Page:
On the other hand, how to introduce these external features without influencing the robustness and performance of the original neural network model has also been widely studied. For instance, Chen et al. [3] simply aligned POS and NER features with input text as additional labels in DrQA. Wu et al. [18] emphasized the entity place information by adding ‘$’ symbol in the raw input sentence for the entity relation classification task using BERT pre-trained language model. Qu et al. [15] directly added the additional embedding information on the original BERT embeddings for the conversation QA task.

External Features in Biomedical Question Answering Task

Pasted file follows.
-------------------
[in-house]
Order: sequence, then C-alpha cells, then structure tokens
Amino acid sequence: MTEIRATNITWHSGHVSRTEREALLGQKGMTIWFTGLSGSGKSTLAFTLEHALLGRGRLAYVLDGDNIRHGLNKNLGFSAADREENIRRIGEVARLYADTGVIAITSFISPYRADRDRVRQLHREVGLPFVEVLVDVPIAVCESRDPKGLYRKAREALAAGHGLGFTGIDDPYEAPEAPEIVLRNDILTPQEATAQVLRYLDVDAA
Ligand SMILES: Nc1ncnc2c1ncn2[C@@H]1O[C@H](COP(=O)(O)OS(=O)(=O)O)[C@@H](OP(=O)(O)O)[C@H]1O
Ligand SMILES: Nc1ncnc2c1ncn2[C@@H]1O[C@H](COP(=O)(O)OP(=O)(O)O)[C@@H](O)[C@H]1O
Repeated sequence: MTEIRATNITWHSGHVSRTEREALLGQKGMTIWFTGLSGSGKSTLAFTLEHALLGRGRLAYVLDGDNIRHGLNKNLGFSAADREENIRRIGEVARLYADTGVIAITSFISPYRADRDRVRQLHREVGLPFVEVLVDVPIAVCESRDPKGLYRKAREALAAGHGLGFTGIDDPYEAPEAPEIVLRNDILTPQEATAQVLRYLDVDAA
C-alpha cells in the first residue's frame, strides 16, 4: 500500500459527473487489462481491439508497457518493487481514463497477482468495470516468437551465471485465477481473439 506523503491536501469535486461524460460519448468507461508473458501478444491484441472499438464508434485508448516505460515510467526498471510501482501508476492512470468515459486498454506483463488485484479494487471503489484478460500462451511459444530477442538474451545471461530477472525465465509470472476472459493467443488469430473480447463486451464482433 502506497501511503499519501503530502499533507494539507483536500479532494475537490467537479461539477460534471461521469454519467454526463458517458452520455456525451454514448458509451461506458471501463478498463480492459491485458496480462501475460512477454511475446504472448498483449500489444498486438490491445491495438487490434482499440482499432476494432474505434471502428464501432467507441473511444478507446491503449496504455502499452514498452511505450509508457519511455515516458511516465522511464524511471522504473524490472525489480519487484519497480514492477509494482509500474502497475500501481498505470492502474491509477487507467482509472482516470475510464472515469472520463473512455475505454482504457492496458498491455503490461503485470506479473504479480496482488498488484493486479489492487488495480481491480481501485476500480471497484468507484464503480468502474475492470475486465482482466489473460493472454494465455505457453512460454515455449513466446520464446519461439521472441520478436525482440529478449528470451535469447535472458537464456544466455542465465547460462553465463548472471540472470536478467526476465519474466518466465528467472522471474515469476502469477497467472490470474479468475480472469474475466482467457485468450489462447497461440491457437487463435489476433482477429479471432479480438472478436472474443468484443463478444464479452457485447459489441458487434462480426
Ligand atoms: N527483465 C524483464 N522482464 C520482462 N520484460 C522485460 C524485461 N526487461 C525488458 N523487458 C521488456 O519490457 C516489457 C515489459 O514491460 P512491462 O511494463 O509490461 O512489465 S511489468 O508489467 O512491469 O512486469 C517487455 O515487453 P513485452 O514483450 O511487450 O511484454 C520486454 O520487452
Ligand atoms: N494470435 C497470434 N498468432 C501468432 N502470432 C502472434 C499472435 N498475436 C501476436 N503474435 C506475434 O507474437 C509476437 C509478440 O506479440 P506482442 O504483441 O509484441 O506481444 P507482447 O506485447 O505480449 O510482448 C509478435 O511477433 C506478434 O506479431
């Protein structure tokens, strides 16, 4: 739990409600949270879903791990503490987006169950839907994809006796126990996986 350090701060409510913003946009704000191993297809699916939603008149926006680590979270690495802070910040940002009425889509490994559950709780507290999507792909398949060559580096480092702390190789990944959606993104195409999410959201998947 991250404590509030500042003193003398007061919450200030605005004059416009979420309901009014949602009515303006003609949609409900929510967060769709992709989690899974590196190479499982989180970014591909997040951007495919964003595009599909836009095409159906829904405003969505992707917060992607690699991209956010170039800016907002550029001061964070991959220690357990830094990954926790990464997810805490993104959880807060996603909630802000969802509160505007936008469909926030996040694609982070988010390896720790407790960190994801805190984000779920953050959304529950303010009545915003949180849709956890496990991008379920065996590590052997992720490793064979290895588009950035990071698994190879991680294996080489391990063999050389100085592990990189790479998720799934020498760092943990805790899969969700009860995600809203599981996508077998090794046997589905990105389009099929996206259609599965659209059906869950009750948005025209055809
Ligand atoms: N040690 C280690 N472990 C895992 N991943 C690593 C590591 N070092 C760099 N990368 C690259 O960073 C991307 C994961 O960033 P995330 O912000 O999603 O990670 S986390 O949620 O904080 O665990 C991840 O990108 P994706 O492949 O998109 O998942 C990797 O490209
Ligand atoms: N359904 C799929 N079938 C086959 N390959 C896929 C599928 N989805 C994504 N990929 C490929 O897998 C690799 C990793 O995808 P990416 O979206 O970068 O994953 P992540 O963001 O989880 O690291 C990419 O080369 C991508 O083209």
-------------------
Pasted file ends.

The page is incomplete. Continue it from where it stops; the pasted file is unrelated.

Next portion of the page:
Considering the domain characteristics of biomedical texts, scientific researchers have already noticed the importance of external features. For example, in RNN-based models, lexical and syntactical features play an important role in the QA task. Wiese et al. [4] added bio-entity tag embeddings as external features in extractive biomedical QA task. Besides, under the bidirectional attention flow network structure, Oita et al. [19] attempted a post-processing module to match the candidate answers with biomedical NER features in the answer selection process, which indeed improved the model’s performance but was still inferior to pre-trained language model. Lamurias et al. [8] enriched the question and answer texts using MER [9], a biomedical named entity recognition tool, for ranking and selecting type QA task. However, their attention is mainly on biomedical features and domain terminology. Nowadays, under the framework of pre-training language models, the training process involves both biomedical corpus and general texts, but not enough attention has been paid to general external features. How to select and extract meaningful external features from both of these two different domains at the same time has not been widely concerned. Besides, considering the small-scale dataset of Biomedical QA task, the choice of the added external features and the feature fusion method should be paid special attention; otherwise, it may cause negative effects. For example, Telukuntla et al. [12] introduced latent answer type (LAT) features in the biomedical QA task by adding special marks to the original question and passages text, which has realized the type distinction goal but caused a slight decline in the overall performance of the model.